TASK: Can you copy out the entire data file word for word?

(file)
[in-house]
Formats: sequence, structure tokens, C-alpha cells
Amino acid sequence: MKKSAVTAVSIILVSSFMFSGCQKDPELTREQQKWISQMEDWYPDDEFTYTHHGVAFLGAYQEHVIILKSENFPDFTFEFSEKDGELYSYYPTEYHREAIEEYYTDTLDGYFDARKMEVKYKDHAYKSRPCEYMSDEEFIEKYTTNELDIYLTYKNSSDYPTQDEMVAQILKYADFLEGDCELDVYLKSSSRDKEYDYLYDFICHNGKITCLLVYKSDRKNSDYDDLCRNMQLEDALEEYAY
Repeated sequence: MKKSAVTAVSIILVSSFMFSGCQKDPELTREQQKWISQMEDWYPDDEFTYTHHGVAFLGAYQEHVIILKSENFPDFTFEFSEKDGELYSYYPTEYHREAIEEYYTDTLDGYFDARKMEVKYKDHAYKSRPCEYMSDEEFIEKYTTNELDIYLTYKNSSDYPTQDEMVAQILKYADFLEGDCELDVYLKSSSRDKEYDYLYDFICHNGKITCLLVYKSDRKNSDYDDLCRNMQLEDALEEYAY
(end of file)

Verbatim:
[in-house]
Formats: sequence, structure tokens, C-alpha cells
Amino acid sequence: MKKSAVTAVSIILVSSFMFSGCQKDPELTREQQKWISQMEDWYPDDEFTYTHHGVAFLGAYQEHVIILKSENFPDFTFEFSEKDGELYSYYPTEYHREAIEEYYTDTLDGYFDARKMEVKYKDHAYKSRPCEYMSDEEFIEKYTTNELDIYLTYKNSSDYPTQDEMVAQILKYADFLEGDCELDVYLKSSSRDKEYDYLYDFICHNGKITCLLVYKSDRKNSDYDDLCRNMQLEDALEEYAY
Repeated sequence: MKKSAVTAVSIILVSSFMFSGCQKDPELTREQQKWISQMEDWYPDDEFTYTHHGVAFLGAYQEHVIILKSENFPDFTFEFSEKDGELYSYYPTEYHREAIEEYYTDTLDGYFDARKMEVKYKDHAYKSRPCEYMSDEEFIEKYTTNELDIYLTYKNSSDYPTQDEMVAQILKYADFLEGDCELDVYLKSSSRDKEYDYLYDFICHNGKITCLLVYKSDRKNSDYDDLCRNMQLEDALEEYAY